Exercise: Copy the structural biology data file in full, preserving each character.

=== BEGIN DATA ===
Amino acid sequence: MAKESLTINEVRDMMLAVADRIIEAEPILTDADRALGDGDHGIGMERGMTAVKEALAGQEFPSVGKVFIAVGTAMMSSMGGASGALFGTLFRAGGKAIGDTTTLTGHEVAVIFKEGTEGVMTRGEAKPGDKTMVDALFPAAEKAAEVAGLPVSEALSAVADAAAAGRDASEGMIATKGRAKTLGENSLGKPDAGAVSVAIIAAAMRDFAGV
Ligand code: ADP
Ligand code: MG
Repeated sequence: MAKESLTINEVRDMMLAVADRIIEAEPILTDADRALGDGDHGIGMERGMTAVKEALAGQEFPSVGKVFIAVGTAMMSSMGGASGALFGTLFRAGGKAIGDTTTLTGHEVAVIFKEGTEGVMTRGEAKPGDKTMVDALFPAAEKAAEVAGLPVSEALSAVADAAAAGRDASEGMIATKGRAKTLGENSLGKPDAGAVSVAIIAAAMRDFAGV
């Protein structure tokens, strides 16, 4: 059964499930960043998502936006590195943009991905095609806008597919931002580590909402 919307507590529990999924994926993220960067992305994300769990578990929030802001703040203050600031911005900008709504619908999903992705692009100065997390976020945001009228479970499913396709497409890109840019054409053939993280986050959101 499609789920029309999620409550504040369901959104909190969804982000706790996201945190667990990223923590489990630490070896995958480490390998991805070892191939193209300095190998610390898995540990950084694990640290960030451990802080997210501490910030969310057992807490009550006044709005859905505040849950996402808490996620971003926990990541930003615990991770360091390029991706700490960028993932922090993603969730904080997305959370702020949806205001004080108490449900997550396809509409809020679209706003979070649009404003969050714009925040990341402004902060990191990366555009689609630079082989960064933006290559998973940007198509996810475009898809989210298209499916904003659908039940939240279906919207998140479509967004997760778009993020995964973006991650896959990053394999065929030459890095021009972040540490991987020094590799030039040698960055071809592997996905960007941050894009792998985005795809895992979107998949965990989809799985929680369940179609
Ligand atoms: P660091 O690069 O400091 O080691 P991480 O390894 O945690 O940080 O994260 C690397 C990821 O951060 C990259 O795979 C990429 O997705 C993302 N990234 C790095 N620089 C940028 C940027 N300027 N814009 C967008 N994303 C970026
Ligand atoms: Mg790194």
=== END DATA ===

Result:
Amino acid sequence: MAKESLTINEVRDMMLAVADRIIEAEPILTDADRALGDGDHGIGMERGMTAVKEALAGQEFPSVGKVFIAVGTAMMSSMGGASGALFGTLFRAGGKAIGDTTTLTGHEVAVIFKEGTEGVMTRGEAKPGDKTMVDALFPAAEKAAEVAGLPVSEALSAVADAAAAGRDASEGMIATKGRAKTLGENSLGKPDAGAVSVAIIAAAMRDFAGV
Ligand code: ADP
Ligand code: MG
Repeated sequence: MAKESLTINEVRDMMLAVADRIIEAEPILTDADRALGDGDHGIGMERGMTAVKEALAGQEFPSVGKVFIAVGTAMMSSMGGASGALFGTLFRAGGKAIGDTTTLTGHEVAVIFKEGTEGVMTRGEAKPGDKTMVDALFPAAEKAAEVAGLPVSEALSAVADAAAAGRDASEGMIATKGRAKTLGENSLGKPDAGAVSVAIIAAAMRDFAGV
């Protein structure tokens, strides 16, 4: 059964499930960043998502936006590195943009991905095609806008597919931002580590909402 919307507590529990999924994926993220960067992305994300769990578990929030802001703040203050600031911005900008709504619908999903992705692009100065997390976020945001009228479970499913396709497409890109840019054409053939993280986050959101 499609789920029309999620409550504040369901959104909190969804982000706790996201945190667990990223923590489990630490070896995958480490390998991805070892191939193209300095190998610390898995540990950084694990640290960030451990802080997210501490910030969310057992807490009550006044709005859905505040849950996402808490996620971003926990990541930003615990991770360091390029991706700490960028993932922090993603969730904080997305959370702020949806205001004080108490449900997550396809509409809020679209706003979070649009404003969050714009925040990341402004902060990191990366555009689609630079082989960064933006290559998973940007198509996810475009898809989210298209499916904003659908039940939240279906919207998140479509967004997760778009993020995964973006991650896959990053394999065929030459890095021009972040540490991987020094590799030039040698960055071809592997996905960007941050894009792998985005795809895992979107998949965990989809799985929680369940179609
Ligand atoms: P660091 O690069 O400091 O080691 P991480 O390894 O945690 O940080 O994260 C690397 C990821 O951060 C990259 O795979 C990429 O997705 C993302 N990234 C790095 N620089 C940028 C940027 N300027 N814009 C967008 N994303 C970026
Ligand atoms: Mg790194």